Perhaps the most improved wide receiver this summer, Doubs has shown out with incredible speed and physicality at the catch point this preseason. His route-running is sharper and more consistent, his hands aren't a problem and he seems to be playing with much more confidence.

It helps that his quarterback, Jordan Love, has also taken a step forward this summer and appears to be a worthwhile starting NFL passer.

There aren't many great numbers from last year with Doubs -- he averaged 11 PPR points per game in his first seven before an injury and Christian Watson's breakout made him the invisible man. But this preseason he's seen a 21.1% target per route run rate and turned four looks from Love into four catches, 73 yards and a touchdown with an unheard-of 3.84 yards per route run over 19 routes.

I'm banking on the player Doubs has turned into, not the player Doubs was as a wide-eyed rookie. I wouldn't even be mad using him as a WR3 to begin the year.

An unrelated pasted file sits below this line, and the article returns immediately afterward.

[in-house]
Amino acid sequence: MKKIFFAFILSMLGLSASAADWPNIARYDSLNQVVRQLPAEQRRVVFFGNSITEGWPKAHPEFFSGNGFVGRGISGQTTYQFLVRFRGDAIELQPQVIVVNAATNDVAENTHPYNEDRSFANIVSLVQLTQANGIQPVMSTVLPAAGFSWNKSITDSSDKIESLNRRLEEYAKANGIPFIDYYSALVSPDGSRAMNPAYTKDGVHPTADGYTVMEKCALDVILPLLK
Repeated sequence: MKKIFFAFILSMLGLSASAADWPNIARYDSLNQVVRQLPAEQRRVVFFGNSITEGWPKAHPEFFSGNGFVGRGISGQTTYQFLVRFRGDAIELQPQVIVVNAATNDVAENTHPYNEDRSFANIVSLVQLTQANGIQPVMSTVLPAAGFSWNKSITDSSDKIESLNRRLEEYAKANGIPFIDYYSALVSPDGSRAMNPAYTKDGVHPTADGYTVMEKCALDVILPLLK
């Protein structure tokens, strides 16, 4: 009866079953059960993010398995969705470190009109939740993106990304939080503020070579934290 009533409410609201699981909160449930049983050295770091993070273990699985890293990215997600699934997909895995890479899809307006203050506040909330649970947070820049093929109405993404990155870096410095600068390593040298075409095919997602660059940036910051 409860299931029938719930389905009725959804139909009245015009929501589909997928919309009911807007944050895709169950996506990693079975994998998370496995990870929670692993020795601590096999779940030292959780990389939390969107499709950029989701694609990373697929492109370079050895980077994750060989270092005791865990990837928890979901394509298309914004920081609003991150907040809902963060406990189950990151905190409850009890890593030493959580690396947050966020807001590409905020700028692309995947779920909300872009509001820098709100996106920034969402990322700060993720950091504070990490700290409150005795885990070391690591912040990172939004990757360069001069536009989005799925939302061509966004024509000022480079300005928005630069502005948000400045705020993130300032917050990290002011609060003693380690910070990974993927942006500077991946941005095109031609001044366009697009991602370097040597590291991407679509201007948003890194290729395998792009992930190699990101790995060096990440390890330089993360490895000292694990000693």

ADP: CBS 130 | FantasyPros 174 | ESPN 167 | Yahoo 128
I'd draft him: Before 90th overall

The first-ever two-time Sleeper of the Summer

It was love at first snap: Moore lined up at running back on the Browns first preseason play this summer, motioned out of the backfield and went into the slot before catching a short out route from Deshaun Watson. On the very next play he was again in the backfield and took a handoff to the left edge for 18 yards! He later lined up again in the backfield on a red-zone snap, then did it again two preseason games later against the Chiefs.

These hints suggest that Moore will be more than just a slot receiver for the Browns -- he might also be their low-rent version of Deebo Samuel: A slashing, speedy YAC target who keeps defenses off-balance from play to play.